Theatre of India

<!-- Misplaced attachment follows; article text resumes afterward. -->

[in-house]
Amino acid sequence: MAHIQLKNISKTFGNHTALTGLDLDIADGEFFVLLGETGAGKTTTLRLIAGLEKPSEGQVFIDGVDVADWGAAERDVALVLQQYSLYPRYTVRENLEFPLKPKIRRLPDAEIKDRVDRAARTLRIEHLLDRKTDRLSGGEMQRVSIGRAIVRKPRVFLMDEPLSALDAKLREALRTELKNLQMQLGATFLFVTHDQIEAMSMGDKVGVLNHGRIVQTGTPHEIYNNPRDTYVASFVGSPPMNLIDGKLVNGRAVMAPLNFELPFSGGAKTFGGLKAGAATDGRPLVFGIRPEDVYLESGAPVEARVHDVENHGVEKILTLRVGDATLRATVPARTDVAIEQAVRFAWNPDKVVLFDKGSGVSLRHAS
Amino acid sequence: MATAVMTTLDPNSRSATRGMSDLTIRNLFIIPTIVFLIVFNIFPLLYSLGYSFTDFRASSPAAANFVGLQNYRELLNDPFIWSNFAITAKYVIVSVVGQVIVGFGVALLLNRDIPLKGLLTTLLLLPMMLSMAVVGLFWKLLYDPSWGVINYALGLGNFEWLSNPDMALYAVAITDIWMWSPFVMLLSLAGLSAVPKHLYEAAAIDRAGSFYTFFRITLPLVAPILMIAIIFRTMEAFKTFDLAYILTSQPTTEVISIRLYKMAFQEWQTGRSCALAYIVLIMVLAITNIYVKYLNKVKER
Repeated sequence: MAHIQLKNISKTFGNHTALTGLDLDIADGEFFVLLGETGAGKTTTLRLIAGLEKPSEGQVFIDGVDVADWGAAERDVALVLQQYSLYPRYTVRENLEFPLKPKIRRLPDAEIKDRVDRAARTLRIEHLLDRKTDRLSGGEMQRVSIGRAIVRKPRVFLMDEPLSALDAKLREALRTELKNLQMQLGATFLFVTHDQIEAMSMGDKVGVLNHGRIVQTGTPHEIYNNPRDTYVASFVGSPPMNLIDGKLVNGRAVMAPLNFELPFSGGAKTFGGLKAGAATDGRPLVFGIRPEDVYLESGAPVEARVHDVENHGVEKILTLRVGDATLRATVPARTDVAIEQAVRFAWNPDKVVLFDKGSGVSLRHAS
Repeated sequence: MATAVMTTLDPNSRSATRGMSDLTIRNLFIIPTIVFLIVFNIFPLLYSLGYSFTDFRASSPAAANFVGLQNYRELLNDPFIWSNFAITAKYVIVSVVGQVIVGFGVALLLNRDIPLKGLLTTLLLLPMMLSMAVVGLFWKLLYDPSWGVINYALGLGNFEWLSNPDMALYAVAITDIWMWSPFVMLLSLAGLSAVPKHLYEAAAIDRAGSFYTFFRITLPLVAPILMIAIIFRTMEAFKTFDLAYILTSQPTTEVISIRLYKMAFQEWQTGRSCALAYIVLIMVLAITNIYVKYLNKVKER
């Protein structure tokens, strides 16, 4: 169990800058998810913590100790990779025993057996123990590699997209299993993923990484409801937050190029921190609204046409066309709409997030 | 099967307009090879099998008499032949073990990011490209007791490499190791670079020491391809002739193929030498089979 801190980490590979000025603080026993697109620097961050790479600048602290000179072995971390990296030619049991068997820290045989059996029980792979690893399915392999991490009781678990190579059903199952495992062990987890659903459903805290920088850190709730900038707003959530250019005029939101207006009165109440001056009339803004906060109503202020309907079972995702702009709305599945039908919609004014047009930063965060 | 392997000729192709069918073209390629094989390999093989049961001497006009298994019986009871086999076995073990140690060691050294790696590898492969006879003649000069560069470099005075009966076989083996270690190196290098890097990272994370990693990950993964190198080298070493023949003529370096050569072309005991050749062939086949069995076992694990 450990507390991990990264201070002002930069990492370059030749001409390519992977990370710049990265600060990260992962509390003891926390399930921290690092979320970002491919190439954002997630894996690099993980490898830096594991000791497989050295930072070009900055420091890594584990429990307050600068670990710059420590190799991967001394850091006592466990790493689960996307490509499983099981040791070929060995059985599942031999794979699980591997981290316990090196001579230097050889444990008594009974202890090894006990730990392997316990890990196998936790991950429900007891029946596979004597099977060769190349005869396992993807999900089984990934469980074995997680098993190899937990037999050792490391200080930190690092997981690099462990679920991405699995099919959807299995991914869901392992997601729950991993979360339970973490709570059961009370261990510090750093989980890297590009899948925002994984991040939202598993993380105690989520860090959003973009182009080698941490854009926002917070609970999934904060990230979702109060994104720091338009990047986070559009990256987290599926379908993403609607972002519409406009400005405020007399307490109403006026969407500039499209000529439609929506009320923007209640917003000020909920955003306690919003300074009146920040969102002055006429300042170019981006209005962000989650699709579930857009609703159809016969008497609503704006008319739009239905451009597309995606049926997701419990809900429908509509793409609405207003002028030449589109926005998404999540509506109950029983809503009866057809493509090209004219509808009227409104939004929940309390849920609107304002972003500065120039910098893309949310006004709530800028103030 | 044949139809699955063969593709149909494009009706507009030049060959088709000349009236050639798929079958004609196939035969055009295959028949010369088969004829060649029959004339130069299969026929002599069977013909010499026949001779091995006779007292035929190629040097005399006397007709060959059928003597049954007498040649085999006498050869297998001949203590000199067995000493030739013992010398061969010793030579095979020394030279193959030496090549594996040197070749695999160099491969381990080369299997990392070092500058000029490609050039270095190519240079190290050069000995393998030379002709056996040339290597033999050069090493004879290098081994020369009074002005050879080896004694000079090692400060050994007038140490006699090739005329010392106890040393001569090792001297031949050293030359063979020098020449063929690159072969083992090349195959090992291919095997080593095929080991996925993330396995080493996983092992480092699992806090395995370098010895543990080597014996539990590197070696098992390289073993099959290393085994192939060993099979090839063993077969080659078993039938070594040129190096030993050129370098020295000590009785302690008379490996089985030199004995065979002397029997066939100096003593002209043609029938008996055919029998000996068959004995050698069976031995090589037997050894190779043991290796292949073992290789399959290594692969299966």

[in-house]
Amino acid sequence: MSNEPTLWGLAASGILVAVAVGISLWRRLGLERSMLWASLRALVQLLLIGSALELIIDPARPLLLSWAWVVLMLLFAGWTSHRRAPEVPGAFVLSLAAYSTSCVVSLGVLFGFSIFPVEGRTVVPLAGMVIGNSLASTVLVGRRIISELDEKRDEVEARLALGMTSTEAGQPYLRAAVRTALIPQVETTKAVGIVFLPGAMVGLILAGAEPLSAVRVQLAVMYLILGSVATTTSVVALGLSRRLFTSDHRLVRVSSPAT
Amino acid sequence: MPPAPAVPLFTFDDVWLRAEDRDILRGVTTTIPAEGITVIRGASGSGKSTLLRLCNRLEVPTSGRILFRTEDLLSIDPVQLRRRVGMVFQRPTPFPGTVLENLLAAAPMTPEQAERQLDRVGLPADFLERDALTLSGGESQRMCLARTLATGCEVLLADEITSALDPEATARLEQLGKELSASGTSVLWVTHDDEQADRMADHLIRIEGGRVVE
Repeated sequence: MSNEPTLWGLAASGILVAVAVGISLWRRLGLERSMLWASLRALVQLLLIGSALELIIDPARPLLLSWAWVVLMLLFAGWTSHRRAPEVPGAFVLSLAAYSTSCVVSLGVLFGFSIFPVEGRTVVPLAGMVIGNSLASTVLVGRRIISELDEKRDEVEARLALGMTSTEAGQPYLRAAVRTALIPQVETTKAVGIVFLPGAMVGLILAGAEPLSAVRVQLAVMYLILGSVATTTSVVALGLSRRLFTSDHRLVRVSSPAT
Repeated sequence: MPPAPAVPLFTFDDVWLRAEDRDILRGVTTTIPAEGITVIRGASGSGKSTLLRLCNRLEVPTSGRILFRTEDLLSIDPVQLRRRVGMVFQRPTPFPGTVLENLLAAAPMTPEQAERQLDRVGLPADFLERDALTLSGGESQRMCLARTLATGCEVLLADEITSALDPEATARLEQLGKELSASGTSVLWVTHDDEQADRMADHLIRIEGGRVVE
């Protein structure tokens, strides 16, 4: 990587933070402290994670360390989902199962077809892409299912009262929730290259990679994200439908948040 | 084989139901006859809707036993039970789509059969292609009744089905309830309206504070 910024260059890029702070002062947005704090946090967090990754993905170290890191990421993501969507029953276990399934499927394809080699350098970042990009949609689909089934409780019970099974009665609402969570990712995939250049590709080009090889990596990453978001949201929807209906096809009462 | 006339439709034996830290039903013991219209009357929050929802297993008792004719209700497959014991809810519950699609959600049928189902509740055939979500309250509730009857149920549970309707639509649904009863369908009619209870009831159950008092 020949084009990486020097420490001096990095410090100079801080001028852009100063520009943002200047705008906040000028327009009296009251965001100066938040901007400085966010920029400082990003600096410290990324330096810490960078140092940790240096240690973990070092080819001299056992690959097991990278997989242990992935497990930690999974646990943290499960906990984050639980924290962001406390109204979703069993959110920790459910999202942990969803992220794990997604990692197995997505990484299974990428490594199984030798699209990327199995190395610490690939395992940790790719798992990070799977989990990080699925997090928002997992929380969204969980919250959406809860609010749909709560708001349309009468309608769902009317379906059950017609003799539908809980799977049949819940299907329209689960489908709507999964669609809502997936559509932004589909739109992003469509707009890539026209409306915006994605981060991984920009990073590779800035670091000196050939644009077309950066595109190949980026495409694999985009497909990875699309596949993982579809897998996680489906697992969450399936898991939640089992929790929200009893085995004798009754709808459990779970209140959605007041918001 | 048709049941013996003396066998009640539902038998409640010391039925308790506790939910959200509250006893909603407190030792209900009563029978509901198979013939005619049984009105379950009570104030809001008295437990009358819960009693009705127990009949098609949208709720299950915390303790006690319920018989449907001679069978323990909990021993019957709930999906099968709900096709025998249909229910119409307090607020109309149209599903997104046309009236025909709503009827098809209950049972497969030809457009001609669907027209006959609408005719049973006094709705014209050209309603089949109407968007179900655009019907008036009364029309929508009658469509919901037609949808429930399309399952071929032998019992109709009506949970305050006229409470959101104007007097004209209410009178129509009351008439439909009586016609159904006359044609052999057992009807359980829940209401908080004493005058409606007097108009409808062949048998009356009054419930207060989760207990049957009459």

The earliest form of the theatre of India was the Sanskrit theatre. It began after the development of Greek and Roman theatre and before the development of theatre in other parts of Asia. It emerged sometime between the 2nd century BC and the 1st century AD and flourished between the 1st century AD and the 10th, which was a period of relative peace in the history of India during which hundreds of plays were written. With the Islamic conquests that began in the 10th and 11th centuries, theatre was discouraged or forbidden entirely. Later, in an attempt to re-assert indigenous values and ideas, village theatre was encouraged across the subcontinent, developing in a large number of regional languages from the 15th to the 19th centuries. Modern Indian theatre developed during the period of colonial rule under the British Empire, from the mid-19th century until the mid-20th. In order to resist its use by Indians as an instrument of protest against colonial rule, the British Government imposed the Dramatic Performances Act in 1876. From the last half of the 19th century, theatres in India experienced a boost in numbers and practice. After Indian independence in 1947, theatres spread throughout India as one of the means of entertainment. As a diverse, multi-cultural nation, the theatre of India cannot be reduced to a single, homogenous trend. In contemporary India, the major competition with its theatre is that represented by growing television industry and the spread of films produced in the Indian film industry based in Mumbai (formerly Bombay), known as ""Bollywood"". Lack of finance is another major obstacle.